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Treatment for Pancreatitis

By: Jody Ehrhardt - Updated: 4 Dec 2010 | comments*Discuss
Pancreatitis Gallstones Types Of

When the pancreas becomes inflamed or irritated a condition called pancreatitis is usually diagnosed. This condition can have many causes such as excessive alcohol consumption, gall stones, a blocked pancreatic duct, hypocalcaemia, or hyperlipidemia, and develops in two forms- acute or chronic. The type of pancreatitis that you are suffering from will determine the course of treatment that you will need.

Treatment for Acute Pancreatitis

The main goals of acute pancreatitis treatment are pain management, restored fluid balance, and pancreas healing. For pain management many individuals who are suffering from acute pancreatitis are given prescription strength pain medications. These medications work to dull, or relieve the pain associated with pancreas inflammation and allow the patient to relax and rest easier for faster healing. In most cases these pain medications are given orally, however in very severe instances these medications can be given through an IV.

The most common treatment geared towards balancing body fluids in intravenous transfusion. During IV treatment fluids- ones that contain the proper mix of water, electrolytes, glucose, and nutrients- are administered through tubing that is attached to a needle in the patient's arm. Since the consumption of liquids or foods through the stomach will increase the activity of the pancreas this method is also chosen as an added way to reduce the stress on the pancreas as it heals.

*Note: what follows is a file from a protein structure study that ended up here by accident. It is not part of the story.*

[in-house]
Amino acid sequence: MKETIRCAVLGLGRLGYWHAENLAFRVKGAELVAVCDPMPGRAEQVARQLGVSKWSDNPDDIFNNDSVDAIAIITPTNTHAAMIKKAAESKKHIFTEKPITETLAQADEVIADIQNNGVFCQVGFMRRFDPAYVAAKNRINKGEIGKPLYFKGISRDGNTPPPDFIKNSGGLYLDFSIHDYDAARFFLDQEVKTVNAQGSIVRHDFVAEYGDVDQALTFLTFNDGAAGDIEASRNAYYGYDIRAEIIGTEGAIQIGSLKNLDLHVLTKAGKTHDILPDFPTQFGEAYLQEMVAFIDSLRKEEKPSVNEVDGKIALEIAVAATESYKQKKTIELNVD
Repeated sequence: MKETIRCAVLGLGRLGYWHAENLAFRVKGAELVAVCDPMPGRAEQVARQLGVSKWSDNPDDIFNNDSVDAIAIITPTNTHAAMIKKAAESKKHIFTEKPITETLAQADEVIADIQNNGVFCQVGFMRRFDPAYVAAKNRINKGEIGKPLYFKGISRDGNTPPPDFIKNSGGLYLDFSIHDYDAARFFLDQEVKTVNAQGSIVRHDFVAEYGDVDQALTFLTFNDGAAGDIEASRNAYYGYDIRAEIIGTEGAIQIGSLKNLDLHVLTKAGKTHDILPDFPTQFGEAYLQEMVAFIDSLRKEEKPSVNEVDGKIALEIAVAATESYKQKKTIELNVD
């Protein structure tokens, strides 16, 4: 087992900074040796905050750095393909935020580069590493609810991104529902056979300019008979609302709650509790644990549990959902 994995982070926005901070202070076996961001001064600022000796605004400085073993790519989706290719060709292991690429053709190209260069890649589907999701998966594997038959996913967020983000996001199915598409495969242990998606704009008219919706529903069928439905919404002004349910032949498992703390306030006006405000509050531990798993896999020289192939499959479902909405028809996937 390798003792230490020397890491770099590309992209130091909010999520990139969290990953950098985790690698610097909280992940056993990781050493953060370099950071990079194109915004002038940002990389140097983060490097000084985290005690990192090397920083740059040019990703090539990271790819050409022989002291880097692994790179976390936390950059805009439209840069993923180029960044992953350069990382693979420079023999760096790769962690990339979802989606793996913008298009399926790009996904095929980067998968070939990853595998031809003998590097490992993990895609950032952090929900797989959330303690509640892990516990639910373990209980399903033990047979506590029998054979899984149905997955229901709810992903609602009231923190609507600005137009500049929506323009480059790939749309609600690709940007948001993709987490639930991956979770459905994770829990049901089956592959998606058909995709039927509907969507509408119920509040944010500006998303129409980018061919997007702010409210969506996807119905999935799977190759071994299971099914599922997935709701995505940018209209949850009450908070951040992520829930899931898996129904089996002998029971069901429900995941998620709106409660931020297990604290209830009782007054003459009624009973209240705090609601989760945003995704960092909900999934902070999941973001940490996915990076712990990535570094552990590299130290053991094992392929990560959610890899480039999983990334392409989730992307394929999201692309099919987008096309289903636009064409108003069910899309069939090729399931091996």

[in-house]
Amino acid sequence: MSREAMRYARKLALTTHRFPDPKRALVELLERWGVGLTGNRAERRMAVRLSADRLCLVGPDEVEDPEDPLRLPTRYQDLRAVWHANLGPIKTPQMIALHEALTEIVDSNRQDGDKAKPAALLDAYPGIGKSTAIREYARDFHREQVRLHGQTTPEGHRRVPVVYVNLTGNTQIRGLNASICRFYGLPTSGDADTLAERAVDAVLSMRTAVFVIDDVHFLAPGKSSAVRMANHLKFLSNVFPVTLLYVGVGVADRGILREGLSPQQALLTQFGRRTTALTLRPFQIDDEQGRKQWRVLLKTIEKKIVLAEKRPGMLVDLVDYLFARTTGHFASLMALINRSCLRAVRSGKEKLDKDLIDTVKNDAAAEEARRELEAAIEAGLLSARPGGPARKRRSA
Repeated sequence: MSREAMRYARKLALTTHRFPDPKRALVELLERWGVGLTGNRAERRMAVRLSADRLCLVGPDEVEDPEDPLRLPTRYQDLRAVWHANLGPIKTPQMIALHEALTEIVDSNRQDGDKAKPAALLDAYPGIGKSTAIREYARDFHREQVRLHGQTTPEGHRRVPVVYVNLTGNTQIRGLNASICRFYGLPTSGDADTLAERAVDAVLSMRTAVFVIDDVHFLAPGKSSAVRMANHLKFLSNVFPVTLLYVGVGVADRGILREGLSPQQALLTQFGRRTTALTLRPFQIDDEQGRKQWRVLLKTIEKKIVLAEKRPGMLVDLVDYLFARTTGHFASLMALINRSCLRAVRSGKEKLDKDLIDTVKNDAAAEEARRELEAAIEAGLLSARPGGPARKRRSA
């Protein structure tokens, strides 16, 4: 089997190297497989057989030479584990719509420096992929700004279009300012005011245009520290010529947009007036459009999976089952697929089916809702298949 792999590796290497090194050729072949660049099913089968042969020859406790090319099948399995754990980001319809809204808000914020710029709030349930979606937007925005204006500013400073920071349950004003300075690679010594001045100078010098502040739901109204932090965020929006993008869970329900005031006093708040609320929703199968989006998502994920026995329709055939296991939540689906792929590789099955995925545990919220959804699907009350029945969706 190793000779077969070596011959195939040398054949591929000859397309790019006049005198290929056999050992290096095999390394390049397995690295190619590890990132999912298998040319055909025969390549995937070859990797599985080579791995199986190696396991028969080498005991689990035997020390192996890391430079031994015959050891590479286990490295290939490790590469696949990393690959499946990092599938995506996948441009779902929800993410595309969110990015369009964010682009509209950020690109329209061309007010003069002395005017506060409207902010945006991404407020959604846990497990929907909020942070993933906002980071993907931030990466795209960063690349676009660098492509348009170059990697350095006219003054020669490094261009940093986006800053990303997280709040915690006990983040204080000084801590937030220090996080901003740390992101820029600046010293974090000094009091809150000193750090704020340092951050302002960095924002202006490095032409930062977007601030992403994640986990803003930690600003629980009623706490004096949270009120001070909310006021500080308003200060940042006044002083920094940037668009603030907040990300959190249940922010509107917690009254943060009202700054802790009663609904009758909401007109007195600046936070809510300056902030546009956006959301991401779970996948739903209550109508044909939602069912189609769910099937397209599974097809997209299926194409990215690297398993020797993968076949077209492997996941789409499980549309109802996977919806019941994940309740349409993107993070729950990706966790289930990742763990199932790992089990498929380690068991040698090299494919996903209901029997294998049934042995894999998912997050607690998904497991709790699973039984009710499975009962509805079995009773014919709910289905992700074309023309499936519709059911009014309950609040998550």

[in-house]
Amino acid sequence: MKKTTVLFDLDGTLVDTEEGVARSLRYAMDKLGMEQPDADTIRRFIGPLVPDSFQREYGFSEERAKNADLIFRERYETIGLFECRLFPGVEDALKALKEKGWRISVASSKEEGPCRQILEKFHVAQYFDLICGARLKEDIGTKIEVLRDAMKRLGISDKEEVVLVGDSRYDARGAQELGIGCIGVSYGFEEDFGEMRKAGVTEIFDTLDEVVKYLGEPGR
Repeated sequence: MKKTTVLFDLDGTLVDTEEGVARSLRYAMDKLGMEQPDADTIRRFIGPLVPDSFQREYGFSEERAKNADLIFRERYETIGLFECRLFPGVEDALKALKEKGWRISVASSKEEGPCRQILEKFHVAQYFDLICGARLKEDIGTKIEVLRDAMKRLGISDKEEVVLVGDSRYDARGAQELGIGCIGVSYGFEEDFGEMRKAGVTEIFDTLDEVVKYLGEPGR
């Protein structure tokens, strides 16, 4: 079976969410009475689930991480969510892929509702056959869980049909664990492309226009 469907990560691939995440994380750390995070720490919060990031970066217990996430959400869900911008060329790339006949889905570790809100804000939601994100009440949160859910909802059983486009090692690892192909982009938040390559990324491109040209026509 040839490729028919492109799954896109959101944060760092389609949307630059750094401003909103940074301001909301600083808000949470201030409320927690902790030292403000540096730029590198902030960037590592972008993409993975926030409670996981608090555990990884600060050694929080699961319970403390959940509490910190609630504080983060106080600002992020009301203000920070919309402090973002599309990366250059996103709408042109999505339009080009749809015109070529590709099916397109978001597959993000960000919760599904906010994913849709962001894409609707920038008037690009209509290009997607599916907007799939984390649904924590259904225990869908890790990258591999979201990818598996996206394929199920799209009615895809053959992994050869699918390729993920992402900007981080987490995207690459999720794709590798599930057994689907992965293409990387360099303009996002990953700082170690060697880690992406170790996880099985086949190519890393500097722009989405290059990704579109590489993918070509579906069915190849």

Another way to reduce the activity required by the pancreas and allow it relax and heal is through diet changes and modifications. During episodes of acute pancreatitis doctors usually prescribe a diet low in fat and protein for the patient. The consumption of smaller meals is also recommended.

Treatment for Chronic Pancreatitis

Just as it is in the treatment for acute pancreatitis, pain management is a common goal of chronic pancreatitis treatment. However, since the pain associated with this type of the condition is ongoing mediation choices are limited. The stronger pain medications that are used in the treatment of acute pancreatitis can be addicting when used long-term, and the medications can also become ineffective as the body becomes accustomed to their presence. Pain medication choices for chronic pancreatitis are usually weaker in strength and doctors and pharmacies carefully monitor dosages.

Another complication of chronic pancreatistis that warrants treatment is malabsorption. Since many individuals who are suffering with this condition also experience a loss of appetite. Another cause of malabsortion is the ineffectiveness of pancreatic enzymes. During times of inflammation the pancreas may not produce adequate amounts of enzyme to properly breakdown food so nutrients are allowed to pass through the digestive system unabsorbed. The main treatment for malabsorption is intravenous feeding or a feeding tube.

Treating the Causes of Pancreatitis

The most common causes of chronic pancreatitis are gallstones and alcoholism. In order to cure the pancreatitis doctors need to treat these causes first. In the case of gallstones, doctors can perform a procedure to remove the gall stones, or in extreme cases the gallbladder.

When alcoholism is to blame the doctor's first course of action is to help the patient reduce their alcohol consumption. For most patients this will mean a hospital stay while they attend an alcohol abuse/chemical dependency treatment program.

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